There is a term I learned in college botany class called nastic movements. It is mainly used when talking about plants, to describe a response based on some stimuli. We are all aware of photonastic responses — when a plant will quickly change growth direction to maximize exposure to sunlight. Another example is when, in response to strong winds, a tree will grow and strengthen in the opposite of the wind’s direction to keep from toppling. While many nastic movements are in effort to optimize or maximize some part of the plant, some are simply just to survive. Either way, it ends up being a positive process that enhances or prolongs life.
As humans, we go through something similar called adversity, which shows up randomly throughout our lives, often times disguised in a multitude of ways. If we survive, it renders us stronger from the experience — hip hip hurray [sarcasm...]! It's called the Adversity Advantage, and we all have a story to tell of growing stronger as a result of some hardship.
I file the ongoing New York attorney general saga under this category. Right now we are going through adversity; however, this too shall pass and, when it does, those still standing will stand tall and proud. This adversity will require a crash course on product quality, not only for the industry but also for consumers.
Complicating the matter is the recent “deal” made with one of Schneiderman’s victims. His “get them to roll over and show their underbelly” tactics may well have set a new, misinformed standard that DNA barcoding is the one and only test method for identifying raw ingredients. This is hardly the case. I know for a fact that it is not the only test this victim uses; however, that not-so-insignificant detail is apparently irrelevant.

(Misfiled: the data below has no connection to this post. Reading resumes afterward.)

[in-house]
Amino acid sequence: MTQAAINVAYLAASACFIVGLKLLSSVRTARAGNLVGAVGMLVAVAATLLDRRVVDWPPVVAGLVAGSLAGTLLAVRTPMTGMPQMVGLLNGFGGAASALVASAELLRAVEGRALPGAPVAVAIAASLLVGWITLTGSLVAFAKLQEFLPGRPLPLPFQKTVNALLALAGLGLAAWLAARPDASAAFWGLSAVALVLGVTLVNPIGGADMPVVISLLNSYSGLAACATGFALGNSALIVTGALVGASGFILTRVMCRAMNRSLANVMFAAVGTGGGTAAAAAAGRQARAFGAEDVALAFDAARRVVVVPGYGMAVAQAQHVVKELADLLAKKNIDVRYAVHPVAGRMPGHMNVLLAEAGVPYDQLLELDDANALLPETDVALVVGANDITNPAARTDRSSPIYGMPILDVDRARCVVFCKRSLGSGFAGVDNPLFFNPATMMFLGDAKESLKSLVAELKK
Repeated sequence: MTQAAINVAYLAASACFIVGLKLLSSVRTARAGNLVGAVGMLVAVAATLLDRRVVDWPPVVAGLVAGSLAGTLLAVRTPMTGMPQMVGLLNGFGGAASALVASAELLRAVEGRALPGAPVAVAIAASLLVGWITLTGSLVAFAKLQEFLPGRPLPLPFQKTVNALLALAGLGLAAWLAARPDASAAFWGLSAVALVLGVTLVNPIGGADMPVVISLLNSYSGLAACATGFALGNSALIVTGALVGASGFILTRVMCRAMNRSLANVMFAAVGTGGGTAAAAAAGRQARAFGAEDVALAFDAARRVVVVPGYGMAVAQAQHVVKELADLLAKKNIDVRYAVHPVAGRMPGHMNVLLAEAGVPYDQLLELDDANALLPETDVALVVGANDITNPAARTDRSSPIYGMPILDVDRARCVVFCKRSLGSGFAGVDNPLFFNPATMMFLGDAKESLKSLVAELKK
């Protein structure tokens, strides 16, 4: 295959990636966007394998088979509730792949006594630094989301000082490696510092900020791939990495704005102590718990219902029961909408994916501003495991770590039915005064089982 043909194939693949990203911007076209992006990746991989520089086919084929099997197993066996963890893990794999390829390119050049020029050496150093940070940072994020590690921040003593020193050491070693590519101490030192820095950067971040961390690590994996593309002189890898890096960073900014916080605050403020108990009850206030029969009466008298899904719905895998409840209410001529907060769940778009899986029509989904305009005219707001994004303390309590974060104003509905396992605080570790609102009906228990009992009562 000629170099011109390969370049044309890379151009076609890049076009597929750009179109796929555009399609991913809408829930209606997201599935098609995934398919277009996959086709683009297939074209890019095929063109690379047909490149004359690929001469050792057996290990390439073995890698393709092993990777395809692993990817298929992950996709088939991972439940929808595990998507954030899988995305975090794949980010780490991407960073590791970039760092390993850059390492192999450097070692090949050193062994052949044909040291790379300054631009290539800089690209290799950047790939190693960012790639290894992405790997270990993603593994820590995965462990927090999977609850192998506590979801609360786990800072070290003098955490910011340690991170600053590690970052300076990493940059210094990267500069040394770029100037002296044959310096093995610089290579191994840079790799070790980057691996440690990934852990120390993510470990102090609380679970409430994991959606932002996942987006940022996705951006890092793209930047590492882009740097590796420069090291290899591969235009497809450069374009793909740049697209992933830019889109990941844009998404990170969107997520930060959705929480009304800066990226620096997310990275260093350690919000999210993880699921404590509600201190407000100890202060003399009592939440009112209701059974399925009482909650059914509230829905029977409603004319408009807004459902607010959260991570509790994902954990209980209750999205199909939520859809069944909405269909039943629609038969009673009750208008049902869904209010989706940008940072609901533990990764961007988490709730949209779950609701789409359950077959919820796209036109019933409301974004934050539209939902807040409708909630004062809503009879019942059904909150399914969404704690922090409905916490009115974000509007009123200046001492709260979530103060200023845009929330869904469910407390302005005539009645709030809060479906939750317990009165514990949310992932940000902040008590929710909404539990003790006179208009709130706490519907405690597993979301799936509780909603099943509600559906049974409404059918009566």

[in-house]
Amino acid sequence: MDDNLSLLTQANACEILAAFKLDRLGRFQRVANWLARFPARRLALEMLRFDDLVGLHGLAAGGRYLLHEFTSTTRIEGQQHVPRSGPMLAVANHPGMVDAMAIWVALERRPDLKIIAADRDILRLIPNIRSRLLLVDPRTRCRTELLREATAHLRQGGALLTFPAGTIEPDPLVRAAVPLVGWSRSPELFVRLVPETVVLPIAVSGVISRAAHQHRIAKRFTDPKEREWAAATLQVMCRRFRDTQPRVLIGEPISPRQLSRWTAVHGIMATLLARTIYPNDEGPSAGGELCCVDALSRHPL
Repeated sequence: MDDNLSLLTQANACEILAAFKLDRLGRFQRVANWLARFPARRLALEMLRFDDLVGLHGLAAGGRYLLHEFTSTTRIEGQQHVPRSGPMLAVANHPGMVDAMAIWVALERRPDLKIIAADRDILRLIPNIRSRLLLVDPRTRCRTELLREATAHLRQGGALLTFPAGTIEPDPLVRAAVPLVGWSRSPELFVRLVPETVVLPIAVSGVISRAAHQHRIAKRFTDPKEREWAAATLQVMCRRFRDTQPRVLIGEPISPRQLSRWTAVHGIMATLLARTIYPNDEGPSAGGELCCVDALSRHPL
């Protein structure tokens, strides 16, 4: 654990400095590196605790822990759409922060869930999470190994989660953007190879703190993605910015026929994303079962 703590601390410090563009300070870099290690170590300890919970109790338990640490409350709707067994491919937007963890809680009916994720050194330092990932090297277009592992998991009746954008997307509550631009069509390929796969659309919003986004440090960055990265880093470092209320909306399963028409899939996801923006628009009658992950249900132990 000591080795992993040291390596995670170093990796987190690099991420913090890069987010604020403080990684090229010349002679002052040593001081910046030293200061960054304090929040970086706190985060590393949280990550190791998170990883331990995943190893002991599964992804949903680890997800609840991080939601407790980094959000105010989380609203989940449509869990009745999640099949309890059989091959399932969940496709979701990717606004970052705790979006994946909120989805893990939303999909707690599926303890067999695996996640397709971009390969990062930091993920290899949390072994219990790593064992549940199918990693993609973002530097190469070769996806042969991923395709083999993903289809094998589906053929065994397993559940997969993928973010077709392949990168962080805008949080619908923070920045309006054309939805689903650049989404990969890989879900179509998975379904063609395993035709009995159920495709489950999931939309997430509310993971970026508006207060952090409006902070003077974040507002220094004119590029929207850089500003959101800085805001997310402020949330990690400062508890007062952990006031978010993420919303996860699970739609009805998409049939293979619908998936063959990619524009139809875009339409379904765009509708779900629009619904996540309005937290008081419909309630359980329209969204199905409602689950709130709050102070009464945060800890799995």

These guys just don't get it. Here are 3 simple facts for them:
- Nearly 75 percent of samples submitted for identity testing to Alkemist Labs are plant extracts, and this is probably representative of the industry as a whole. Every single actual expert on the subject will tell you that DNA barcoding does not work for plant extracts.
- FDA’s cGMP rule for dietary supplements requires verifying and stating the identity of the plant part, and DNA barcoding analysis cannot identify plant parts.
- Other well-established methods are what true experts use for accuracy; they are “fit for purpose” (the right ones for the job) and have been validated for the purpose of identifying raw ingredients.
This “deal” is as flawed as the NYAG's original herpetological DNA testing on plant extracts. It will not improve product quality and will not solve any problems. In fact, it’s already begun to cause problems. Suddenly we are receiving requests to perform DNA analysis for our customers. Some are asking if every single reference sample in our herbarium of over 10,000 specimens has been DNA barcoded. Overnight, DNA barcode testing has become the gold standard.
But let me state unequivocally that it’s a mistake to take advice on herbal extract testing from the lawyer with political aspirations over the people who do this testing every day. Do, absolutely, test your products; just do the right tests.
We are in for the most challenging time for the industry that we’ve had for many years, but it’s pretty much been inevitable given the wide range of quality. If our response as an industry is to get really serious about product quality, and be completely forthcoming to consumers about how we ensure that quality, we can come through this stronger than ever. Just do the right tests, OK?
Is an industry-led push for better quality and transparency the best next step for supplements?